Self-giving vs. self-indulgence
With the way things are nowadays, we need to be keen in distinguishingbetween real self-giving and a fake one that masks what actually is self-indulgence. This is because we can now easily make use of many good things and yet our intentions are not pure.
Or we can profess to have a good intention using good means, but inthe end it can be seen that the good intention remains only as an intention, as a principle, but is not acted upon. We have to be familiar with the tricks of the fake forms of self-giving. They usually use good, beautiful and legitimate things to inflict their poison.
Now that we are entering another election season, we can expectpoliticians flaunting their self-giving which would already make that self-giving suspect. Most likely, an ulterior motive is behind all that. It’s actually self-indulgence that is done right before our eyes. But then again, let’s be careful with making rash judgments and just proceed to pray and offer sacrifices that everything is done as it should be done.
Of course, this masking of self-indulgence with shows of self-givingcan happen to anybody. Even the ordinary Juan in the street is prone to this anomaly. Now with all the technological advances we are enjoying, it is very easy to make use of them to do some good work and yet end up simply indulging oneself.
The social media, for example, has tremendous usages. It canfacilitate communication. It can open new opportunities for business,etc. For the religious minded, it can be a good vehicle for evangelization and apostolate. And yet, it can lead us to nothing short of self-indulgence, since pride, vanity, arrogance, greed, lust and envy can easily sneak in and spoil all that good work.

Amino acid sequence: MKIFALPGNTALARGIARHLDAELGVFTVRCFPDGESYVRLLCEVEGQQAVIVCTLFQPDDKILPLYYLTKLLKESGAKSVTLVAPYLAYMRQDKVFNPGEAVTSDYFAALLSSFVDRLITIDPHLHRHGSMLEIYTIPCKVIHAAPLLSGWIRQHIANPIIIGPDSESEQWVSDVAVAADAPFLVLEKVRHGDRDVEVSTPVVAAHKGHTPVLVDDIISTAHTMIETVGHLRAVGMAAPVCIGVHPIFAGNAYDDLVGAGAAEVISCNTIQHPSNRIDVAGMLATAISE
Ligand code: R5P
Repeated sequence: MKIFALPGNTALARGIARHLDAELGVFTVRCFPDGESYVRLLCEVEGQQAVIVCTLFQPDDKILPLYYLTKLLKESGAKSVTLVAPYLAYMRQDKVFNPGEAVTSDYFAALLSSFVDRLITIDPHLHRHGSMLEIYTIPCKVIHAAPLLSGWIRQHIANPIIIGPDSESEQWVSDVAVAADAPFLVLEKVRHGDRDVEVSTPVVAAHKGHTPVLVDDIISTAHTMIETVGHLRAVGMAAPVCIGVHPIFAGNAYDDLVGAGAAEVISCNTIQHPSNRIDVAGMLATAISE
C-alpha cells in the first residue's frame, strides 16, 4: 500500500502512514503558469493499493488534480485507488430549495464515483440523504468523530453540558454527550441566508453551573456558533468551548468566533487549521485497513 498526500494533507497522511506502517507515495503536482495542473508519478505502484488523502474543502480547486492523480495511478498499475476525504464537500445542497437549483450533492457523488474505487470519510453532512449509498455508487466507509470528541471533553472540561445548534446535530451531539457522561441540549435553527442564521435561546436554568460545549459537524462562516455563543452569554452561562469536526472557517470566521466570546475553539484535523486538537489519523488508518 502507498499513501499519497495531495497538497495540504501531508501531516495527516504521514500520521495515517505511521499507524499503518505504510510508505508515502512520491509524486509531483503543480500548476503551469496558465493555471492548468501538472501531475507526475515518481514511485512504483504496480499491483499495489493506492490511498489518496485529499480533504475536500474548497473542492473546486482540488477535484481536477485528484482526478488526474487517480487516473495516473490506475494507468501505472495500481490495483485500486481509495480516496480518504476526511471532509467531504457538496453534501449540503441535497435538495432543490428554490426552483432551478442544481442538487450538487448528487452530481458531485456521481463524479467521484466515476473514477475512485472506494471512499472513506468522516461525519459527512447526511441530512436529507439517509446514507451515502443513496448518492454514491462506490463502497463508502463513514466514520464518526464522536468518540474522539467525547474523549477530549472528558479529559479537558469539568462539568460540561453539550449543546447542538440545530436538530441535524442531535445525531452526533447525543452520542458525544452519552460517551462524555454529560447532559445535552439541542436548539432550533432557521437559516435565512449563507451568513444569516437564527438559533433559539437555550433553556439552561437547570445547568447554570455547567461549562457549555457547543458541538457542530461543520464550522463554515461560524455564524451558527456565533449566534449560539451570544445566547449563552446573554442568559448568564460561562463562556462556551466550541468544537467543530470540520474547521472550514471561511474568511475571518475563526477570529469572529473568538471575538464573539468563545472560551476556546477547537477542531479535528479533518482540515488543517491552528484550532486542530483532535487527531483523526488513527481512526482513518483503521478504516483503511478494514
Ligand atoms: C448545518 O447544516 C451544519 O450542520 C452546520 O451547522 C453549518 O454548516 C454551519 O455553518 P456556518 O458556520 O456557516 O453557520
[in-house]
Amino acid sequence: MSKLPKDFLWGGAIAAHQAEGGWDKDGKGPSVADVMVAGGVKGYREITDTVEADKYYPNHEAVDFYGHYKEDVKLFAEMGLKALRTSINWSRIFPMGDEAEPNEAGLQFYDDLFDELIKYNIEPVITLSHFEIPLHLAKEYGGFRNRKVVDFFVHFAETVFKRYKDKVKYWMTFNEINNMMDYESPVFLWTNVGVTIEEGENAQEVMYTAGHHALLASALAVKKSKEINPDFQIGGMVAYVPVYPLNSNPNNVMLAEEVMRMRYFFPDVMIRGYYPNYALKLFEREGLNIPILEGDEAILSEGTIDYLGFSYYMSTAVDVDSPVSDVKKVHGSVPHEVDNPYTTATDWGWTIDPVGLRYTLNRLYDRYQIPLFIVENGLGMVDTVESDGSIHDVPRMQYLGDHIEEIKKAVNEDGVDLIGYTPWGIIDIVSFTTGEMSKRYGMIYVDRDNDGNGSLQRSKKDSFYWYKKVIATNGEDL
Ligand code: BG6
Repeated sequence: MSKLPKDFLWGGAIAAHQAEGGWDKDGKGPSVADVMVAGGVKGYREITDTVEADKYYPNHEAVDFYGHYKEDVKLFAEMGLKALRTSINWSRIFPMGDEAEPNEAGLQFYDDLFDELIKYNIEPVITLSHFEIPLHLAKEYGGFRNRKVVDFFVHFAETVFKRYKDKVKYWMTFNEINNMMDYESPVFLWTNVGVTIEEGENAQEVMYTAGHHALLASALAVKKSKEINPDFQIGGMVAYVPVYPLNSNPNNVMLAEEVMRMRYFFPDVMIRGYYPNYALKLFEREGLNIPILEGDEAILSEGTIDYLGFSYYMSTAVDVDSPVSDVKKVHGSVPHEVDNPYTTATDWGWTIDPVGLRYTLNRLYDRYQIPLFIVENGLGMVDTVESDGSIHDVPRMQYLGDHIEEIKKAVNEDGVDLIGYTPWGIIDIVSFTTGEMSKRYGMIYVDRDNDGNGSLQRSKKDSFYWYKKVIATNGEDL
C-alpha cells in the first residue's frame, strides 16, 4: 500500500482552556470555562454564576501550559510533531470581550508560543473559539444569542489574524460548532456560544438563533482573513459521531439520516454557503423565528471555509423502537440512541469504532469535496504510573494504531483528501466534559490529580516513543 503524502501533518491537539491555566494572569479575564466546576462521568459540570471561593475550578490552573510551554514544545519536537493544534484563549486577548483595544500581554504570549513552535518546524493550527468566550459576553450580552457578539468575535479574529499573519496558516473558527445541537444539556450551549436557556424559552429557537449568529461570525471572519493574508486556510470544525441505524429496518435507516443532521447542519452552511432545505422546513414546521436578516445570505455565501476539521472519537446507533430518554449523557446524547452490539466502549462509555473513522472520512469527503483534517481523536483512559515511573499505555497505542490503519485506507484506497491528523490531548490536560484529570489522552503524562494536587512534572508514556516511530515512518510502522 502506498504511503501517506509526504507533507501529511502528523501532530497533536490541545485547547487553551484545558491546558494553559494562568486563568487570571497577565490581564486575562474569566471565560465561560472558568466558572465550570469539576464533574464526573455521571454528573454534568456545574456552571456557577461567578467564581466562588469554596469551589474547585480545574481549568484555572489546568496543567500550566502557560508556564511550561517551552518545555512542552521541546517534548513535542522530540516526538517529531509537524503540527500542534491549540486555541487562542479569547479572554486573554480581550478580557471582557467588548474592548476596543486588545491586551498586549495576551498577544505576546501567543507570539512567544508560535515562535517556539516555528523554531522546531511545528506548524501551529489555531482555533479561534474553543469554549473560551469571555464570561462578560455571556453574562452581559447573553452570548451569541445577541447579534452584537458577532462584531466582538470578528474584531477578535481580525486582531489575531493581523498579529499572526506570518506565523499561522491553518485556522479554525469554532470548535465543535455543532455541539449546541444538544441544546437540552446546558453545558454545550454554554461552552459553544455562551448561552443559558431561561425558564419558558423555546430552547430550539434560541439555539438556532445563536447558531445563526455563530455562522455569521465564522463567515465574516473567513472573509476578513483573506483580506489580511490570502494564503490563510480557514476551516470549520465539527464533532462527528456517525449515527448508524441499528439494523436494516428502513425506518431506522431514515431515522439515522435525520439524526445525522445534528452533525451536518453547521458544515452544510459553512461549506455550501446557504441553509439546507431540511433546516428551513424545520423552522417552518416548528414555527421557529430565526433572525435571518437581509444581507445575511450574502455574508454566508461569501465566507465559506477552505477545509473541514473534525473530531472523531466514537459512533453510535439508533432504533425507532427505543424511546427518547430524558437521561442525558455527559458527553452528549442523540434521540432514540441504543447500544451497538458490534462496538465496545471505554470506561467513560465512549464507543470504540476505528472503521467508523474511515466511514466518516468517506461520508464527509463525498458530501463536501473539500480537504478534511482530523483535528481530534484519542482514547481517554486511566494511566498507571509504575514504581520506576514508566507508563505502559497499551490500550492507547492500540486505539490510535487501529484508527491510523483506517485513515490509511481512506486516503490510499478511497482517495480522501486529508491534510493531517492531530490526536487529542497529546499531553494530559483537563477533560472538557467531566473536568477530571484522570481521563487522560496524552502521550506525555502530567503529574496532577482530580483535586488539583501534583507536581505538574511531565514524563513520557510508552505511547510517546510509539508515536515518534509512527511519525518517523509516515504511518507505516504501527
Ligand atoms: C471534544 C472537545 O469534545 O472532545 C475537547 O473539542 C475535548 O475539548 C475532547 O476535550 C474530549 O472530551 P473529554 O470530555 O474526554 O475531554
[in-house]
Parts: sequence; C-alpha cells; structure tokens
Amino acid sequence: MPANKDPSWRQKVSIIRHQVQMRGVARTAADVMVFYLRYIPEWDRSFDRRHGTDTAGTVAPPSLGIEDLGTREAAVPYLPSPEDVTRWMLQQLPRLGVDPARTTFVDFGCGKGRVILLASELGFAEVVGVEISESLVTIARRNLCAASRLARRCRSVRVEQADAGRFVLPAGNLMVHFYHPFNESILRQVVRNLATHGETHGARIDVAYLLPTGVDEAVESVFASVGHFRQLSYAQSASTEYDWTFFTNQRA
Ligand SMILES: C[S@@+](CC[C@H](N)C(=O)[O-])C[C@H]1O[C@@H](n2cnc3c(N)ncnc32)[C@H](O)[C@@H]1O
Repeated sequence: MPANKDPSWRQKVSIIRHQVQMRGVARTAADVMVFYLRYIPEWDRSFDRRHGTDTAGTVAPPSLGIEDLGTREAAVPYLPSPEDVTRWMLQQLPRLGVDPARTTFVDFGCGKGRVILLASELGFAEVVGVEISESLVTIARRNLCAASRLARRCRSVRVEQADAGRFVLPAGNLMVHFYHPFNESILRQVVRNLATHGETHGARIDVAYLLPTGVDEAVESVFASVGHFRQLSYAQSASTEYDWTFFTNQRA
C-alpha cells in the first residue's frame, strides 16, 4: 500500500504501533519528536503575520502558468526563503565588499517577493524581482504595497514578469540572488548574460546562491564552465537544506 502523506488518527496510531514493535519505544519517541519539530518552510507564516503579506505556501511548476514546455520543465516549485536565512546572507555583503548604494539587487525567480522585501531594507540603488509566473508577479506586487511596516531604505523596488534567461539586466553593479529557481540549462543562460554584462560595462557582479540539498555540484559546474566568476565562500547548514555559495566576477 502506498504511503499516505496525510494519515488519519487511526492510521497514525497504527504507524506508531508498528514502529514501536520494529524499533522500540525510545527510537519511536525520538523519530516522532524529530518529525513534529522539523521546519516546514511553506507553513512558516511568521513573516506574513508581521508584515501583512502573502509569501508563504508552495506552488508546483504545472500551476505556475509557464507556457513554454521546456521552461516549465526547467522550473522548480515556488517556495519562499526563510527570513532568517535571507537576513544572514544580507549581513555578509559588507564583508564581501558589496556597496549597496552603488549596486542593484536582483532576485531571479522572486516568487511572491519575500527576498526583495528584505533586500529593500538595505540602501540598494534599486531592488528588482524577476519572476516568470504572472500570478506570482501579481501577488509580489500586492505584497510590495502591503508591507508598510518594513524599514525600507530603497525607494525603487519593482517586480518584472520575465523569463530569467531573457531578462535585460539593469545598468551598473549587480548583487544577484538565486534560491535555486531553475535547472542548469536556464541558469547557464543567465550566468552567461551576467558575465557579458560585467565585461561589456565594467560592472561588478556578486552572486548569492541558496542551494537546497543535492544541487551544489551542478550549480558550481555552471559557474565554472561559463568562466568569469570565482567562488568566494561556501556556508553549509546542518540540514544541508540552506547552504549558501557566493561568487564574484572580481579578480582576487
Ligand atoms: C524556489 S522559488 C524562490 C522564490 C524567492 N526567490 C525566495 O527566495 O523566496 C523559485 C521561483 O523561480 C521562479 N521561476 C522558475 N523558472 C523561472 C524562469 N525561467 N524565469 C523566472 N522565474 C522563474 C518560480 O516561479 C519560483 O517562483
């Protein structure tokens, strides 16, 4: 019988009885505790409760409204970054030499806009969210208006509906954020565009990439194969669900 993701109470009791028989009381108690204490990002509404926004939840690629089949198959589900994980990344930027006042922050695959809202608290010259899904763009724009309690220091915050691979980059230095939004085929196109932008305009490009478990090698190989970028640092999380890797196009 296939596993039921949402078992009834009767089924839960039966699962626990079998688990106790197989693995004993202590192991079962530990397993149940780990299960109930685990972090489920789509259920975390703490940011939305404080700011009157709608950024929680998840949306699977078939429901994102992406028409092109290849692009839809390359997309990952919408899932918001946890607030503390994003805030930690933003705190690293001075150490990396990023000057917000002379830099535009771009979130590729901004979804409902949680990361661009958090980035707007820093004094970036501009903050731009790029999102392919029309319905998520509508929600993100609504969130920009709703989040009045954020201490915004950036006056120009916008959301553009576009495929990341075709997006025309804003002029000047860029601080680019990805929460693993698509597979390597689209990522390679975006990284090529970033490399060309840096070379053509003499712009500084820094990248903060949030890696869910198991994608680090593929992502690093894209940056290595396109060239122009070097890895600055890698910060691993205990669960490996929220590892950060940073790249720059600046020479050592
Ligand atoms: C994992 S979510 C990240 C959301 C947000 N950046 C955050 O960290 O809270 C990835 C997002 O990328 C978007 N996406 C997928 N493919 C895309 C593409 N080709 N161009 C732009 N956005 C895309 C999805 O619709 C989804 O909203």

We have to be truly guarded against this very likely possibility. Andthe secret is simply to be firmly united with God. There’s no other way. Without God, everything good that we try to do would only be apparent at best. It would only be a sham, a deception.
And God has shown us how to do it in Christ, the second person of theBlessed Trinity who became man precisely for the purpose, among many other reasons, of showing us how we can be with God in all circumstances, whether good or bad, favorable or unfavorable, etc. We really cannot complain that we would not know how to distinguish between self-giving and self-indulgence. Christ has shown us the way.
Everything good can only come from God. “Every good and perfect giftis from above, coming down from the Father of the heavenly lights, who does not change like shifting shadows.” (James 1,17)
And we can somehow know that we would be with God if our self-givingwould have the following characteristics as articulated by St. James:
“The wisdom from above is first of all pure, then peaceable, gentle, accommodating, full of mercyand good fruit, impartial, and sincere.” (3,17)
We therefore need to pray. We have to be ready to make sacrifices andto do a lot of self-denial. We have to learn to live always in the presence of God. Our thoughts, words and deeds should be animated bypurity of intention.
And that means that we do everything solely to give glory to God. Allother motives are secondary and should only serve to enhance that intention of giving glory to God. Otherwise, there’s no other way but for us to fall sooner or later into self-indulgence and other worse predicaments.
For some practical and concrete means to distinguish betweenself-giving and self-indulgence, it might be wise to take away the camera and to make photo-ops when doing some good works of mercy.*
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